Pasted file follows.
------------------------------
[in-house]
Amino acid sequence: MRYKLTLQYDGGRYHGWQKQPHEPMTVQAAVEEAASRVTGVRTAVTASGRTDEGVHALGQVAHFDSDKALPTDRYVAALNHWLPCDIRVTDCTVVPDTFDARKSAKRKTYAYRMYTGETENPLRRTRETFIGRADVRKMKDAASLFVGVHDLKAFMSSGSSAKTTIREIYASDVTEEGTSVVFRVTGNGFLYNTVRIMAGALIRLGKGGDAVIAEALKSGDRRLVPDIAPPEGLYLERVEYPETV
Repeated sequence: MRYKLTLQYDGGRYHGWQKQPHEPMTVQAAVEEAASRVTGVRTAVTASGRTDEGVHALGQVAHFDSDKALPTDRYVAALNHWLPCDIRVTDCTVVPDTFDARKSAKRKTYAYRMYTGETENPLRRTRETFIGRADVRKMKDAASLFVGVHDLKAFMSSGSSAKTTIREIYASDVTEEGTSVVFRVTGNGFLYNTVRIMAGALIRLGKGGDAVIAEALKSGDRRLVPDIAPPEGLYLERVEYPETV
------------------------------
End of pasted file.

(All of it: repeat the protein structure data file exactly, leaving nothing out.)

[in-house]
Amino acid sequence: MRYKLTLQYDGGRYHGWQKQPHEPMTVQAAVEEAASRVTGVRTAVTASGRTDEGVHALGQVAHFDSDKALPTDRYVAALNHWLPCDIRVTDCTVVPDTFDARKSAKRKTYAYRMYTGETENPLRRTRETFIGRADVRKMKDAASLFVGVHDLKAFMSSGSSAKTTIREIYASDVTEEGTSVVFRVTGNGFLYNTVRIMAGALIRLGKGGDAVIAEALKSGDRRLVPDIAPPEGLYLERVEYPETV
Repeated sequence: MRYKLTLQYDGGRYHGWQKQPHEPMTVQAAVEEAASRVTGVRTAVTASGRTDEGVHALGQVAHFDSDKALPTDRYVAALNHWLPCDIRVTDCTVVPDTFDARKSAKRKTYAYRMYTGETENPLRRTRETFIGRADVRKMKDAASLFVGVHDLKAFMSSGSSAKTTIREIYASDVTEEGTSVVFRVTGNGFLYNTVRIMAGALIRLGKGGDAVIAEALKSGDRRLVPDIAPPEGLYLERVEYPETV